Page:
RBI cuts repo rate by 25 bps to 6% as industry slackens
02 August 2017
The Monetary Policy Committee (MPC) of the Reserve Bank of India (RBI) today announced a 25 basis point reduction in its policy short-term interest rate to 6 per cent, from the existing 6.25 per cent.
This, it said, has been done on the basis of an assessment of the current and evolving macroeconomic situation, RBI said.
At the end of its two-day meeting, the Monetary Policy Committee decided to reduce the policy repo rate under the liquidity adjustment facility (LAF) by 25 basis points from 6.25 per cent to 6.0 per cent with immediate effect, RBI stated in a release.
Consequently, the reverse repo rate under the LAF stands adjusted to 5.75 per cent, and the marginal standing facility (MSF) rate and the Bank Rate to 6.25 per cent, RBI said.
The decision of the MPC is in consonance with the objective of achieving the medium-term target for consumer price index (CPI) inflation rate of 4 per cent within a band of +/- 2 per cent, while supporting growth, it added.
Consumer price inflation in June based in the consumer price index plunged to its lowest at (-) 1.54 per cent, mainly due to favourable base effects.
Industrial performance has weakened in April-May 2017, mainly reflecting a broad-based loss of speed in manufacturing. Excess inventories of coal and near stagnant output of crude oil and refinery products combined with deficiency in demand for electricity tended to slow down industrial activity, RBI noted.
There was a contraction in demand for consumer durables – indicative of still sluggish urban demand – and in capital goods, pointing to deceleration in capital formation.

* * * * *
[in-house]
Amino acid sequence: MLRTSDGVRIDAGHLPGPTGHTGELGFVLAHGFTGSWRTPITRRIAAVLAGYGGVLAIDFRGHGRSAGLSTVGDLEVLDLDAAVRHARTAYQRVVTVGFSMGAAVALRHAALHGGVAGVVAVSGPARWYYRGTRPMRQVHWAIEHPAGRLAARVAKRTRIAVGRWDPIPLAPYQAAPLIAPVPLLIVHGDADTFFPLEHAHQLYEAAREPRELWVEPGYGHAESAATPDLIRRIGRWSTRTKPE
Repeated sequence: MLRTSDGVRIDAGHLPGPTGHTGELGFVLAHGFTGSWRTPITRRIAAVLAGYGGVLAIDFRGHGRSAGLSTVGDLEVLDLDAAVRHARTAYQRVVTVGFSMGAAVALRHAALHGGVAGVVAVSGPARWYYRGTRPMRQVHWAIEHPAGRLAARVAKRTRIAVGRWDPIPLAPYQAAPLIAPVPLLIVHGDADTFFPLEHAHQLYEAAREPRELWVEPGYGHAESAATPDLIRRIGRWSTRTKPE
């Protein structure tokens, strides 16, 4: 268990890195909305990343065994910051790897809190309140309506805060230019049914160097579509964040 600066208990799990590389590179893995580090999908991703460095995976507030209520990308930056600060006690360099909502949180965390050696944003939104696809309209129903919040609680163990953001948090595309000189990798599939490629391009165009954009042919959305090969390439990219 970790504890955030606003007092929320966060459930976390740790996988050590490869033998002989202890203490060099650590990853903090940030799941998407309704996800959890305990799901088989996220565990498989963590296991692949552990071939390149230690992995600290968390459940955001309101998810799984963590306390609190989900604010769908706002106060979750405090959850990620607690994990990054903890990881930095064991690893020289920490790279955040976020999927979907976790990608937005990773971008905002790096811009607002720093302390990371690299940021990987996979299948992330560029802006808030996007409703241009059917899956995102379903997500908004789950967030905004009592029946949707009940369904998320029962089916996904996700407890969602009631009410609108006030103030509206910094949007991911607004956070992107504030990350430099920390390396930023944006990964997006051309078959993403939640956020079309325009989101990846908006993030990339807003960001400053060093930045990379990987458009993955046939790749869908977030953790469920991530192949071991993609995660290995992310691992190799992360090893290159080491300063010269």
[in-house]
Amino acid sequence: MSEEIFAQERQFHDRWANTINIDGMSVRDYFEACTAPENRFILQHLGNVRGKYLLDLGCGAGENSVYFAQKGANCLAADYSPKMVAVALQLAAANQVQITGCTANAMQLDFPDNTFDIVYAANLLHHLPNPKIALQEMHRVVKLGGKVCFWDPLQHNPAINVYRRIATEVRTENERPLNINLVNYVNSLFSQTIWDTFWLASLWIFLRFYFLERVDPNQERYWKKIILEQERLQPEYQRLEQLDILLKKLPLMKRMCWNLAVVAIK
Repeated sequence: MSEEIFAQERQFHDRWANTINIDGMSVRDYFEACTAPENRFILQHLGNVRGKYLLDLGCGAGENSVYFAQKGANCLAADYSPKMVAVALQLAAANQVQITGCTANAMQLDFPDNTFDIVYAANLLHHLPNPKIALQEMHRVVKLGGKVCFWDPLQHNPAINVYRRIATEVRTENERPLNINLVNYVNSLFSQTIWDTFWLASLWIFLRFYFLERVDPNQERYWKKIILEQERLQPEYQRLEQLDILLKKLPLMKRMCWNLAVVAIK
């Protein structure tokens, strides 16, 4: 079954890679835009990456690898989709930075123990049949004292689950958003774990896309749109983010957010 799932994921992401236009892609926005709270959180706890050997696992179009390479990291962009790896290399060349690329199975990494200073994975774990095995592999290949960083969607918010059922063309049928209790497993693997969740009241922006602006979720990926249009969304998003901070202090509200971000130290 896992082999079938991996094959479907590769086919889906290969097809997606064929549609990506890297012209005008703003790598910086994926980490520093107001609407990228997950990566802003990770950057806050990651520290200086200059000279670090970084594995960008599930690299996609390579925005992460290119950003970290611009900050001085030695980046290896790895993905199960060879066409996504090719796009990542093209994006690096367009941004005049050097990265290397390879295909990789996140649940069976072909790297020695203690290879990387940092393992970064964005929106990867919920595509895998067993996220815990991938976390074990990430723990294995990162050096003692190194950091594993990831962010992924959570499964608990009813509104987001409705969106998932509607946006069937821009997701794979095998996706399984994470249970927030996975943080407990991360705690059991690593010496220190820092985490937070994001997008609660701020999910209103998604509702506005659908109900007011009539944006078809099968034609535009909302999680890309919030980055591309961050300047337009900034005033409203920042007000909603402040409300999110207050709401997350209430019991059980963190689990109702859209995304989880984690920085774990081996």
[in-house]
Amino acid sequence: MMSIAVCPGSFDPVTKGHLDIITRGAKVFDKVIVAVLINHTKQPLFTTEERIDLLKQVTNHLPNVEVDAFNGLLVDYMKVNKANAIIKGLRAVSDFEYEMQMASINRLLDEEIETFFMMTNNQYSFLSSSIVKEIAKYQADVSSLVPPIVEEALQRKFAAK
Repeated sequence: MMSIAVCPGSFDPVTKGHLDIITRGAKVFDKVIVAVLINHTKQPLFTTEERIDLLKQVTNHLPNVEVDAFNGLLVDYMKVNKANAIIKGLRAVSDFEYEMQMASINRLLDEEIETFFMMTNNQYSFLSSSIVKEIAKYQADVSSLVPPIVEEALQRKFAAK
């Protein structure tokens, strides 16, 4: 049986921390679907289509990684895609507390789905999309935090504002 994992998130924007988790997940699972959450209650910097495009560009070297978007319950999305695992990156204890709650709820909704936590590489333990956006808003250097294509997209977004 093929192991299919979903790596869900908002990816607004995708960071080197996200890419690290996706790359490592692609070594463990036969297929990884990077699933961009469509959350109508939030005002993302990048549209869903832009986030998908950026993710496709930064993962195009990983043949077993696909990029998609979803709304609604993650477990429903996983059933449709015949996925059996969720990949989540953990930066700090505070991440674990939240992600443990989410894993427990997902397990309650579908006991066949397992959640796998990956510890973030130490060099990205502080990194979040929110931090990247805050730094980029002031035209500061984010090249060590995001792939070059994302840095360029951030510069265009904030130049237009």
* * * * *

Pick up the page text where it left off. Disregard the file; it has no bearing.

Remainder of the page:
While a modest firming up of global demand and stable commodity prices supported global trade volumes, RBI noted that merchandise export growth weakened in May and June from the April peak as the value of shipments across commodity groups either slowed or declined.
By contrast, import growth remained in double digits, primarily due to a surge in oil imports and stockpiling of gold imports ahead of the implementation of the GST. Imports of coal, electronic goods, pearls and precious stones, vegetable oils and machinery also accelerated.
As import growth continued to outpace export growth, the trade deficit at $40.1 billion in Q1 was more than double its level a year ago.
RBI noted that despite the demonetisation drive surplus liquidity conditions persisted in the system, exacerbated by front-loading of budgetary spending by the government.
There was also some moderation in the pace of increase in currency in circulation (CiC) which is typical at this time of the year – as against the increase of Rs1,500,000 crore during the first two months of 2017-18, it was Rs43,600 crore and Rs9,500 crore during June and July, respectively.
RBI expects domestic economy to keep up the growth momentum with a normal and well-distributed south-west monsoon for the second consecutive year brightening the prospects of agricultural and allied activities and rural demand.